When the Saudi Arabian petrochemicals industry met for the Saudi Downstream 2011 conference at Yanbu, the emphasis was firmly aimed at the industry moving ever further downstream.

Most of the speakers talked about what the kingdom needs to do to increase the value of the chemicals it currently produces and how to do it as quickly as possible.

Saudi Basic Industries Corporation (Sabic) chief Mohammed al-Mady spelled out one particular vision by announcing that he wanted to see holding companies set up that would facilitate certain key growth areas, particularly in the automotive industry.

It is no secret that Saudi Arabia wants to develop a car industry, but it is only relatively recently that this vision has started to take a coherent shape.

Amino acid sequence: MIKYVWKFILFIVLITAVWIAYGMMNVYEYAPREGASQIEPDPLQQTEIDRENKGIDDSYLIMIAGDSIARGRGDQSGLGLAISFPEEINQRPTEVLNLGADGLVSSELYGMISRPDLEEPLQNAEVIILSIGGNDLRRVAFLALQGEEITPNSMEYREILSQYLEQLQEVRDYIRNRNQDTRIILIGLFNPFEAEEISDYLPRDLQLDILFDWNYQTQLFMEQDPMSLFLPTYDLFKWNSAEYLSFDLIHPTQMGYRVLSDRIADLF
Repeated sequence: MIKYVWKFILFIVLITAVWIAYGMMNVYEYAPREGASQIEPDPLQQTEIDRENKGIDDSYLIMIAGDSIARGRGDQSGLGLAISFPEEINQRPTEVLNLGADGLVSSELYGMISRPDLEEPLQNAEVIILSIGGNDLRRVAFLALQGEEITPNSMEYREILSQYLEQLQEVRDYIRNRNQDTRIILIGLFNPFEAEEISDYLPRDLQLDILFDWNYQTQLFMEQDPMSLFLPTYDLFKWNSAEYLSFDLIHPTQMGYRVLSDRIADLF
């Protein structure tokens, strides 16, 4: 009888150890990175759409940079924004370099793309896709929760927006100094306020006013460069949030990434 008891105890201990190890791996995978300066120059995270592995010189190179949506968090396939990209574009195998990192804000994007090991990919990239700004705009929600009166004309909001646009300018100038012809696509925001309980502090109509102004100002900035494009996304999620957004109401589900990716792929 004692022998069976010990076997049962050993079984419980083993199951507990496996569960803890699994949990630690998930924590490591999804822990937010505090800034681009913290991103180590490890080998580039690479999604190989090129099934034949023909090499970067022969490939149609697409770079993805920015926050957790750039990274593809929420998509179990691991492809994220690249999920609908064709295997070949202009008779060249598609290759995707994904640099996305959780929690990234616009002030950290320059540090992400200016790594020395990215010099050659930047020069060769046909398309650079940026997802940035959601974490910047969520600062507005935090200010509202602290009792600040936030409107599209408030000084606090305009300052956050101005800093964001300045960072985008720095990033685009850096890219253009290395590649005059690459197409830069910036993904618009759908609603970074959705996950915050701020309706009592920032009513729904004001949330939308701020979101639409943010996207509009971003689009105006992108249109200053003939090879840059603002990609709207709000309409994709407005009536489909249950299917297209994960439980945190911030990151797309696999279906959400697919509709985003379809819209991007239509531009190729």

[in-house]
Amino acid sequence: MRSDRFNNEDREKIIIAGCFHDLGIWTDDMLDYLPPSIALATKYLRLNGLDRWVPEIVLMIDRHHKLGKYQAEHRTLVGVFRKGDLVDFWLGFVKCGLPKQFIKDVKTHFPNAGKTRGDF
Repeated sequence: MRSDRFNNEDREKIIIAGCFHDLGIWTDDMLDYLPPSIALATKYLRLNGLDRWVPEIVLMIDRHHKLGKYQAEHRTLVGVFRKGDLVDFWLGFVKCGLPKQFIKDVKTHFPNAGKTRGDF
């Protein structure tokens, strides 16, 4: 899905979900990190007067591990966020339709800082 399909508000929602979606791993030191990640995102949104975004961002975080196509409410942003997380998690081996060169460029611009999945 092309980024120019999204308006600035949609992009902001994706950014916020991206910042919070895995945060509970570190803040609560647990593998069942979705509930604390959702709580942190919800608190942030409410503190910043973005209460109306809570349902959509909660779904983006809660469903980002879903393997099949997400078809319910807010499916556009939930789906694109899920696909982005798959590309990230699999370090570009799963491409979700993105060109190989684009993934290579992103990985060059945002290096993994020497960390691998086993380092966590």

With an eye on events happening around the Middle East and North Africa region, Saudi Arabia knows that jobs need to be created in the kingdom for the burgeoning young population that is now pouring out of colleges and universities.

The automotive industry makes sense in a number of ways for the kingdom. The access to cheap energy, raw materials and finance, the central geographical location and a young workforce that can be trained with the requisite skills are all major advantages.

After the battering many car manufacturers took during the global economic crisis, many of them must now be viewing the kingdom as an attractive place for expansion.

It can only be a matter of time before an announcement is made regarding the kingdom partnering with one of the major car manufacturers and building an assembly plant in Saudi Arabia.

All that remains is to see which car manufacturer will move in first.